Mustangs 4 Us is a private, independent, non-political, mostly non-commercial website owned and written by Nancy Kerson,

for the purpose of providing information and education about Mustangs (wild horses) and burros.

The few products I sell on this site are my own, and proceeds help reimburse me for the cost of maintaining this website.

Sections In This Website: 

MUSTANGS 4 US HOME PAGE    HISTORY OF WILD HORSES AND BURROS  ADOPT A MUSTANG OR BURRO!    HOW TO GENTLE AND TRAIN A MUSTANG OR BURRO   GALLERY OF HERD MANAGEMENT AREAS (HMAs) & RELATED HABITATS

HOW TO READ A BRAND   BURROS    MUSTANG MULES     MUSTANG OR BURRO WATCHING IN THE WILD   DVDs, BOOK, & T-SHIRTS     LEWIS AND CLARK

Areas that may have long-standing wild herds, or recently feral horses, that are not included in this website: Indian Reservations, National Parks and National Monuments, Private Lands, Anywhere East of the Rockies (Louisiana, Kentucky, Missouri, Florida, Virginia and Carolina Coastal Islands, etc.)

Disclaimer: Horses are inherently dangerous. Use the information contained within this website at your own risk.

© 2016, 2017, 2018, 2019 by  Nancy Kerson. Proudly created with Wix.com

JUST SPEND TIME...

 
"Just Spending Time" is the most common method actually in use by most adopters.

Given time, nearly any wild horse will become less afraid and more comfortable with people and his new surroundings. The horse may even bond with you, even if that is all you do. And, even if you also use regular training sessions (as described on other pages - Pressure and Release, Clicker Training, Bamboo Pole, etc), some horses need a lot of time to digest their new experiences. Not every horse is amenable to becoming a "90 Day Wonder." Time makes a difference!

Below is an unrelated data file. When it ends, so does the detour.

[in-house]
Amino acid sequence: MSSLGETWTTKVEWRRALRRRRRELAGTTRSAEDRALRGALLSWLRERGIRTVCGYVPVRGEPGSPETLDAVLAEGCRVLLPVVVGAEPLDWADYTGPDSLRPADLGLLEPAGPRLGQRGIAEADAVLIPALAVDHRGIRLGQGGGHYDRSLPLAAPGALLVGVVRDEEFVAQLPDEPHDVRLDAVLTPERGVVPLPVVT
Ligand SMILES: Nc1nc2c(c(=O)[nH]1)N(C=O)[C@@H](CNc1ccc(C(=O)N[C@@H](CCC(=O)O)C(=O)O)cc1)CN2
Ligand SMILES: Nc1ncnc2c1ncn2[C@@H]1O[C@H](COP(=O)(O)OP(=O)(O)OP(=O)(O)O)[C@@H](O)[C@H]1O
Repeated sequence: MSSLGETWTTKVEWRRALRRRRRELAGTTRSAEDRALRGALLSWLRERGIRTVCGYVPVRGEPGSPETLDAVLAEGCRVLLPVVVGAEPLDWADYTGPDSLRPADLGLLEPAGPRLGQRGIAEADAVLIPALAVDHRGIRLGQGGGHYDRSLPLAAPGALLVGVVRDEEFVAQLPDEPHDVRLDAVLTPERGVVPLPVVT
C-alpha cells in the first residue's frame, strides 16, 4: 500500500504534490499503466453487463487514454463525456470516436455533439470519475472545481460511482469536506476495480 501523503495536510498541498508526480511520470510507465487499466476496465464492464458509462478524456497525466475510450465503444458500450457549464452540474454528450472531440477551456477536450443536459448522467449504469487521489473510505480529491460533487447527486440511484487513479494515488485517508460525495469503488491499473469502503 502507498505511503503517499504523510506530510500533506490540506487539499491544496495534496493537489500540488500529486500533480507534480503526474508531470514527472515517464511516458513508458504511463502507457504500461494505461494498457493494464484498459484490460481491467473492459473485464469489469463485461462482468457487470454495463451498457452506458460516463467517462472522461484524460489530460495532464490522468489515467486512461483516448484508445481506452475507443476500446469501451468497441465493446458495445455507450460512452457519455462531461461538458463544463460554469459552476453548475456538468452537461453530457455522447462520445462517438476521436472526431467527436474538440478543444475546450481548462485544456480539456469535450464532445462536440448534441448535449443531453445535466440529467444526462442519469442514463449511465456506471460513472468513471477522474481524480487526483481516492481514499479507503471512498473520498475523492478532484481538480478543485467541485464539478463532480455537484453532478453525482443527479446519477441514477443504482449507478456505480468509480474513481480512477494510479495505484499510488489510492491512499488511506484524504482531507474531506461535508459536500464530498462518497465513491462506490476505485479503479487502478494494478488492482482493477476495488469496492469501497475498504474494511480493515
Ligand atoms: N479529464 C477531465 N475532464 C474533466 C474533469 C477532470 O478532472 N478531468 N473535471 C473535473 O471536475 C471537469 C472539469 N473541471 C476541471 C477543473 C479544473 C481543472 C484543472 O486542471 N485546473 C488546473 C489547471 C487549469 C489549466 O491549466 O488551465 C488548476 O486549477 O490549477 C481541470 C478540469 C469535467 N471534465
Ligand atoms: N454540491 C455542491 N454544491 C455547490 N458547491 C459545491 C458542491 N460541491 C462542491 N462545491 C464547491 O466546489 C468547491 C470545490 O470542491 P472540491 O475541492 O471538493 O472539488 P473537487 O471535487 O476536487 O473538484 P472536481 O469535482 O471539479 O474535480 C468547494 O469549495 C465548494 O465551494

Going in and out of the pen while doing daily chores, spending leisure time reading a book in a lawn chair next to the horse pen, just hanging out and talking to the horse - all this will help the horse learn to recognize you as someone who is not a threat.

 

But perhaps even more important, you will get to know your horse on a deep level - how he reacts, how he thinks, how he lives his life and how he is likely to react to a variety of situations. You will learn to trust him, and to trust yourself with him!

 
Going about daily chores -cleaning pens, delivering feed, etc., and just leisurely "hanging out" helps the horse feel safe and comfortable around people.

 

Be careful, though! Just because the horse is not afraid of you does not mean that he is fully gentled or safe to be near!

Eventually, the horse DOES need real training!